Coal India is considering switching to a global open-tender mode for developing its abandoned mines, a development that could inordinately delay the project.
CIL was hoping to float these joint ventures by the middle of 2010.
The world's largest coal miner is seeking to develop some 18 old mines with a total reserve of 1.6 billion tonnes of high-quality coking and thermal coal under joint venture arrangements with global underground mining companies. It had sought preliminary expressions of interest and had short-listed 10 companies.
But since CIL drew no response from them in the first round of tendering, it was forced to relax some conditions in the second phase, which is now under way. However, if this round also fails, the company may go for open global tendering, a process under which anybody can bid and there will not be any preliminary short-listing.
"It has now been decided that if the second round of tendering also yields no result, open global tendering route will be resorted to," said a senior CIL general manager who did not want to be named since he is not the spokesperson.
The abandoned mines include six of Eastern Coalfields, eight of Bharat Coking Coal and four Central Coalfields mines.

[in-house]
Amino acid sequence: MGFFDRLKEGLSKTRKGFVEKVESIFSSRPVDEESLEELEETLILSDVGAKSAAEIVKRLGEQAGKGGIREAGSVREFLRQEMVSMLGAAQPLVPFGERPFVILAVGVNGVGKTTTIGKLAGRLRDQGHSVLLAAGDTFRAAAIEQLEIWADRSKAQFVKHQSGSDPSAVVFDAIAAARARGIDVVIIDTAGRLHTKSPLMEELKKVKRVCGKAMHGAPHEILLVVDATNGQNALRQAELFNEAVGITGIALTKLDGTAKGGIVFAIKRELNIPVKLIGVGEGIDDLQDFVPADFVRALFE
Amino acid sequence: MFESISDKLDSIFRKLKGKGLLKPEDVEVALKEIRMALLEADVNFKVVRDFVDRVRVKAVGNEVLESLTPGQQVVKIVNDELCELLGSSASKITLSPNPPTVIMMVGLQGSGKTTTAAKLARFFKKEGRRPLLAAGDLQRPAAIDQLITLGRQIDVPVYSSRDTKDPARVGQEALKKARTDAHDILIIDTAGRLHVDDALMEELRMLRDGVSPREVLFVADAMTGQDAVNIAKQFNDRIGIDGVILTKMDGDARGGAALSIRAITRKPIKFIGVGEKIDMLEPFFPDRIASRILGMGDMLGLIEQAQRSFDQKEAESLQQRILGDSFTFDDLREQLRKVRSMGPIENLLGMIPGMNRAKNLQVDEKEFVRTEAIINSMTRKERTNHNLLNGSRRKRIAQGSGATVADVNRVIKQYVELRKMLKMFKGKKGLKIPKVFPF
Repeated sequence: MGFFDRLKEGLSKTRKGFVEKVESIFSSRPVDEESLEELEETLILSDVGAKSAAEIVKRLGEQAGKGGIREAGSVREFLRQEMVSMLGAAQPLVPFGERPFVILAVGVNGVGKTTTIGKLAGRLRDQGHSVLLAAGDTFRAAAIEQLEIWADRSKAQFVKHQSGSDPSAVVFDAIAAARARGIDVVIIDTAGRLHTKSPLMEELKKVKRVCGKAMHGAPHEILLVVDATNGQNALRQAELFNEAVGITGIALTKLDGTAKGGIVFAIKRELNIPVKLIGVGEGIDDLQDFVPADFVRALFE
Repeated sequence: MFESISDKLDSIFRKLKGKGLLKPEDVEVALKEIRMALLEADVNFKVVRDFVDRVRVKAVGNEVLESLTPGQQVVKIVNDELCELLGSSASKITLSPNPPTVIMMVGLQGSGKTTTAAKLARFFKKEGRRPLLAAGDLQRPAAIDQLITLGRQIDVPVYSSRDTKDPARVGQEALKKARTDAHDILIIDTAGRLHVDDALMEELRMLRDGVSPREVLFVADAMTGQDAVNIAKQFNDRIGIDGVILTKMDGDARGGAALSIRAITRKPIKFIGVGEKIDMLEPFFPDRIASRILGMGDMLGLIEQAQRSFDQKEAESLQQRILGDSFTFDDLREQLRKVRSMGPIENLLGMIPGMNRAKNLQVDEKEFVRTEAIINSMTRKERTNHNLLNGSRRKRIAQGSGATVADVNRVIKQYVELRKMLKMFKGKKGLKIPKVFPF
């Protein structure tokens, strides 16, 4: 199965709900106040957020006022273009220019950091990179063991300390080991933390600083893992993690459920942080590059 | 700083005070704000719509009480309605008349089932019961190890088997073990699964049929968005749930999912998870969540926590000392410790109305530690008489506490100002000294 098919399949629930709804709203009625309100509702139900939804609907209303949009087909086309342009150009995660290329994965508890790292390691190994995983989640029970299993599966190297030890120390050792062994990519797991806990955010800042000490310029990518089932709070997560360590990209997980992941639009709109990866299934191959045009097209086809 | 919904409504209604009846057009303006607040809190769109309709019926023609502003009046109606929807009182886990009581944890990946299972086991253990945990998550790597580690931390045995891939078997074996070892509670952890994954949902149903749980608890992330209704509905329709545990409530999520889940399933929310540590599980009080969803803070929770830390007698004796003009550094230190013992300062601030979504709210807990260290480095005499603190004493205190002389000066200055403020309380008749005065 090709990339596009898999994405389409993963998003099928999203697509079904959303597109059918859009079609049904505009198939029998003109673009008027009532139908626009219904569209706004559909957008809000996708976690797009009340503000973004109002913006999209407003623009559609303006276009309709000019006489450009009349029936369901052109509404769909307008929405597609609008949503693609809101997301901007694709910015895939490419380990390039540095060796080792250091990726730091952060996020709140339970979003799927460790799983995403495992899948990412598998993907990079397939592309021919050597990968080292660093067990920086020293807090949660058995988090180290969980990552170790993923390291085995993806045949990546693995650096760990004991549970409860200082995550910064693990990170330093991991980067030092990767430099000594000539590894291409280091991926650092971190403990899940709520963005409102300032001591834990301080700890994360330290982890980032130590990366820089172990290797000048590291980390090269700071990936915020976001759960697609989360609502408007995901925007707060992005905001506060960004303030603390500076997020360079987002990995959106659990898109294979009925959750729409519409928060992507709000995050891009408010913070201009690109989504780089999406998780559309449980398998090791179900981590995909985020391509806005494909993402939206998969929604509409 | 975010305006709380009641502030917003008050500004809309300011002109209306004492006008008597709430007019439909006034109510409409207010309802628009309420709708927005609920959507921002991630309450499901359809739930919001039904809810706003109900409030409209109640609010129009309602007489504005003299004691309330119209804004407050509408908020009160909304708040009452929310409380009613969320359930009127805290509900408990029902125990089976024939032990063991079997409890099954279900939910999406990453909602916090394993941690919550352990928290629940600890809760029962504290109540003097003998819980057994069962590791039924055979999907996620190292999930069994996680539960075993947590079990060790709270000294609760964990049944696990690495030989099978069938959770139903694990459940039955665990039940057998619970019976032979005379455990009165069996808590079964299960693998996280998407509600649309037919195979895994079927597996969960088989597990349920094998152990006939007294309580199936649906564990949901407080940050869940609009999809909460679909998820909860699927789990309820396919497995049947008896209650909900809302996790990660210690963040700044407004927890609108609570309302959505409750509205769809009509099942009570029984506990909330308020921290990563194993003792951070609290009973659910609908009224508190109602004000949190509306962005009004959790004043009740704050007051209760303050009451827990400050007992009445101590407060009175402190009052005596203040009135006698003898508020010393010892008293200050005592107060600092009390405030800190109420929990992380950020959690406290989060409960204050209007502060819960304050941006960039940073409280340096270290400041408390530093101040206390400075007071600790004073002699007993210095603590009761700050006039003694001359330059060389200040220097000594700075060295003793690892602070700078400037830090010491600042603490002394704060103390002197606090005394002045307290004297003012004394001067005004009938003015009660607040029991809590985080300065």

"None of the interested parties responded to the notice inviting tenders for joint ventures. Rather, some of the parties gave some suggestions for softer tendering conditions. Those suggestions were examined and accepted to the extent possible. The second round of limited tendering is in process," he said.
The short-listed firms included ArcelorMittal India, Rio Tinto, Titan Mining Company, JSW Steel, JSW Energy, Monnet Ispat, Essar Mineral Reserves, SNT Mining and Sunflag Iron & Steel.
The coal major, now the country's most valuable company by market capitalisation, had received between six and 10 applications of interest for every mine offered under BCCL and CCL jurisdiction, while for ECL it was between two and seven.